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Saskatoon dentist threatened women with legal action for bad online reviews

(Josh Lynn / CTV News) (Josh Lynn / CTV News)

Two Saskatchewan women turned to the privacy commissioner after a marketing company hired by a Saskatoon dentist started pressuring them to take down negative online reviews.

The women say they were contacted by a man in Calgary purporting to be an employee of the Saskatoon Smiles Dental Group who pressured them to delete their bad reviews. According to details in a report from the Information and Privacy Commissioner obtained by CTV News, the women were even threatened with legal action.

Saskatoon Smiles owner Dr. Wes Antosh confirmed the man — who identified himself to the women only as Kal — was an employee hired to manage the "online reputation" of his business, the report says.

“This person describes looking at information from my medical files from Saskatoon Smiles Dental Studios and looking at them for the sole reason of finding ‘merit’ for my Google review, then threatening myself for ‘defamation and slander’ due to my Google review,” one of the former patients wrote in her complaint to the privacy commissioner.

Commissioner Ronald Kruzeniski said Antosh's employee breached the women’s privacy because he had no legal reason to access their contact information and details about their dental procedures while managing the online reputation of the business.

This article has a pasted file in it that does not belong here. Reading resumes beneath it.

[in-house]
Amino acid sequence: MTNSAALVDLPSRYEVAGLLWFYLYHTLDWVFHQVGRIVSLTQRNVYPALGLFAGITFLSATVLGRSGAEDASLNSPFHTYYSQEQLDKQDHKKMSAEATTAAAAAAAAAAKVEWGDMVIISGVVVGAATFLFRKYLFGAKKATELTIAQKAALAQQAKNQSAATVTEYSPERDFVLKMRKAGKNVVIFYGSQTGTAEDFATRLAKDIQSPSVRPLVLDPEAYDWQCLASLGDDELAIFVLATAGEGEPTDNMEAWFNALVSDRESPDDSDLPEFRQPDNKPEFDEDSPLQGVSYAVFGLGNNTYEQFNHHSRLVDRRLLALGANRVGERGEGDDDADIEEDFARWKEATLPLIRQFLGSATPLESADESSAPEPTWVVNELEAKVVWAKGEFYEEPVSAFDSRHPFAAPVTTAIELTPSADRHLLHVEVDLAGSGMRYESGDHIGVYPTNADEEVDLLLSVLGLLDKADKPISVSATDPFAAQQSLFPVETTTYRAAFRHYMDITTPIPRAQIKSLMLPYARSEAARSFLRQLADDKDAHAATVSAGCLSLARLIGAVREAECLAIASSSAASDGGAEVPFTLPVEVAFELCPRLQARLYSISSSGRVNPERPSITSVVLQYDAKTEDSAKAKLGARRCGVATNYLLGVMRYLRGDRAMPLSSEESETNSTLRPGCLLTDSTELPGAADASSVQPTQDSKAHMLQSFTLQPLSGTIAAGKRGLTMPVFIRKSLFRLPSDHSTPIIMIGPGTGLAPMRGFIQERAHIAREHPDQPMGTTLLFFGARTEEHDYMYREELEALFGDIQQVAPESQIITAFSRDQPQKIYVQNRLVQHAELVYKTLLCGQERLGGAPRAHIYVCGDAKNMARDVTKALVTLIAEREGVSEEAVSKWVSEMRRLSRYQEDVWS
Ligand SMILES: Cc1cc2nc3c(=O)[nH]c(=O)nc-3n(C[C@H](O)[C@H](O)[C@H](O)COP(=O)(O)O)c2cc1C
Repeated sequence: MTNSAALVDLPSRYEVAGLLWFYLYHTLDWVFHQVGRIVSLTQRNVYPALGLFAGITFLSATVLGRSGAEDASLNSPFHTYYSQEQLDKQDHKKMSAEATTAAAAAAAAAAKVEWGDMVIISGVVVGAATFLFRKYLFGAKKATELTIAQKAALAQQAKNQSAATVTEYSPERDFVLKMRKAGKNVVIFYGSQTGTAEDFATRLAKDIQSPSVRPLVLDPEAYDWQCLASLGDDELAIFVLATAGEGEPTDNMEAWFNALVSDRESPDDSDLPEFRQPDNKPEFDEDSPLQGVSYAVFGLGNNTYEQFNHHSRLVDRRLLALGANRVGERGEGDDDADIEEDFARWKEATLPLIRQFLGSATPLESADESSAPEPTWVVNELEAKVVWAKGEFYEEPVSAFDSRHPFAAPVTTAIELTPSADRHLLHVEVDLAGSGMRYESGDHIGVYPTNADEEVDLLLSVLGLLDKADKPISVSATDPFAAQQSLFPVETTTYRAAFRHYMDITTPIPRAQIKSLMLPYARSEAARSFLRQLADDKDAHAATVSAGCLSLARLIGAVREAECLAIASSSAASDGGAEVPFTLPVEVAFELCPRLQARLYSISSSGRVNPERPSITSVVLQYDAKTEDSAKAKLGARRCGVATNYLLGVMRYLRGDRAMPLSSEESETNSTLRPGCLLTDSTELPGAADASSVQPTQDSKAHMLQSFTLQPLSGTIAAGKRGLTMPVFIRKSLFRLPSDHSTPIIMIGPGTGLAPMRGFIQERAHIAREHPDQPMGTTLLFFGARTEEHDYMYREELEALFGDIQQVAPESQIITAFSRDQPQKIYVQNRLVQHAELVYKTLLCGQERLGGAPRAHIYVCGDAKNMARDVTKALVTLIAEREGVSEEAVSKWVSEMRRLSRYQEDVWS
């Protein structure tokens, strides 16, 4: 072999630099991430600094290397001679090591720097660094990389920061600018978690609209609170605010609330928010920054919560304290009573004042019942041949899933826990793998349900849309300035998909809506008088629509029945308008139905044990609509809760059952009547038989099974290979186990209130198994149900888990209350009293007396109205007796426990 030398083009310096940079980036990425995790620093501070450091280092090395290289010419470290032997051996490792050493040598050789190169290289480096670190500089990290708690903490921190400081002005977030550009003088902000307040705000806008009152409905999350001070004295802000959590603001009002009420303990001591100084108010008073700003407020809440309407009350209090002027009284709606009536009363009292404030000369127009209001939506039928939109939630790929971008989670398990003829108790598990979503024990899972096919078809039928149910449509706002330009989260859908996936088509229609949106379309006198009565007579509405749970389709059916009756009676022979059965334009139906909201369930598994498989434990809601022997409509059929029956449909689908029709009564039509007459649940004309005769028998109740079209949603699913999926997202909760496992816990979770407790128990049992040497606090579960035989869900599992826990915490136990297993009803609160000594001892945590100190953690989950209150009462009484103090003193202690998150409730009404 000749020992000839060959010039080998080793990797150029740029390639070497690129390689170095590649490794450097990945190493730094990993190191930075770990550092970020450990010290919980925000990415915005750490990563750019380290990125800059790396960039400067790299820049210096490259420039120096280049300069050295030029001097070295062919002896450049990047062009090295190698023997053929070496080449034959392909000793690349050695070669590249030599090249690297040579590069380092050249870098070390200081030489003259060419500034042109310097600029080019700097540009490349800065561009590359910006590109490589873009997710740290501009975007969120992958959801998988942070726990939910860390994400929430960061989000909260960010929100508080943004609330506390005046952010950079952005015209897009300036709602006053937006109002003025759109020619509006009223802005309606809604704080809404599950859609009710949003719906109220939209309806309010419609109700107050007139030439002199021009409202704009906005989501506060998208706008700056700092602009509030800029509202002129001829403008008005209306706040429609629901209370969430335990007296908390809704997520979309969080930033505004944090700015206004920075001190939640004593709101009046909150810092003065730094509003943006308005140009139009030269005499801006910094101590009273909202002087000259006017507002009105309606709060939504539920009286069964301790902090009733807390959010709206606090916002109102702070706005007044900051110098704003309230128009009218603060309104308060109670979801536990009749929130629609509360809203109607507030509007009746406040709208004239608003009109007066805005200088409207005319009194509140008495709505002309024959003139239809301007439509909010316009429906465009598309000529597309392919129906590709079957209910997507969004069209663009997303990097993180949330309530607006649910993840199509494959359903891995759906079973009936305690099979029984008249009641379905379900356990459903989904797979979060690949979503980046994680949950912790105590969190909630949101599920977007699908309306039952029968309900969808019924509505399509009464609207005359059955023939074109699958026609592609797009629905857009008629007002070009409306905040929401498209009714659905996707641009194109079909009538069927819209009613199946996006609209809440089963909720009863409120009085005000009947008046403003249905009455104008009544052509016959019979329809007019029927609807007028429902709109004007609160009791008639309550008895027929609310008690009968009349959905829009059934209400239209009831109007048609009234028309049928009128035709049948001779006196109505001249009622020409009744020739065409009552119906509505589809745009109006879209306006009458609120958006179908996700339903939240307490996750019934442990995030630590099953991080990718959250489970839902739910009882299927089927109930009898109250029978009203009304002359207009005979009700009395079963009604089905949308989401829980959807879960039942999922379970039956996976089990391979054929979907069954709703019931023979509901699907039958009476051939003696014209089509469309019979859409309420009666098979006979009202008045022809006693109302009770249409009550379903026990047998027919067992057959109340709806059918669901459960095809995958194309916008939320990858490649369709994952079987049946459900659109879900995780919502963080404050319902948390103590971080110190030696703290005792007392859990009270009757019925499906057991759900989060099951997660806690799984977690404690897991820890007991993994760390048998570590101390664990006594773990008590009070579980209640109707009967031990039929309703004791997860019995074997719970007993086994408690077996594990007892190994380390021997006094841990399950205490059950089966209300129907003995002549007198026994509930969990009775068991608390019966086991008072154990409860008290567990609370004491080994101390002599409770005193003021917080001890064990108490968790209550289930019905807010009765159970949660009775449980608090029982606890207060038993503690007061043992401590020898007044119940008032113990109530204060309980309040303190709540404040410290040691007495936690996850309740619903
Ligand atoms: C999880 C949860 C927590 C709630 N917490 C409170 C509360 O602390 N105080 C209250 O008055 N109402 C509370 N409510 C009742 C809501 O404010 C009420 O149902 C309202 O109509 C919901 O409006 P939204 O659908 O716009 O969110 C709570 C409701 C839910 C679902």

Unhappy with the results of a procedure, one of the women responded to Kal asking for a refund.

On Nov. 5, 2021, she received a contract from Meadow Lake-based lawyer Gerald Perkins offering to reimburse her the $3,746 for the dental work — on the condition that she delete all negative comments and agree to refrain from publicly commenting on Saskatoon Smiles in the future.

The contract, shared with CTV News, also includes a $5,000 penalty for disclosing the terms of the deal publicly.

In text exchanges between the victim and Kal, she describes the refund as “hush money.”

“It’s unethical and the reviews are there to protect the public and consumers,” she wrote.

For Kruzeniski, the concern was whether Kal or Gerald Perkins had the right to even contact these former patients, since their names and contact information were shared with the clinic in order to obtain dental care.

Even their contact information on the public forum of a Google review ought to be considered private health information in this case — at least for Kal, Kruzeniski says.

Private health information can only be shared by the trustee — in this case, Antosh — for “a purpose that will primarily benefit” the patient, said Kruzeniski.

Managing the online reputation of a business does not count, he said.

The privacy commissioner called on Antosh to stop collecting personal health information for the purpose of managing his or Saskatoon Smiles’ online reputation, and told him to destroy any information about the complainants within 30 days of the report, dated Sep. 13. 

CTV News reached out to Antosh for comment and has not yet received a response. Top Stories

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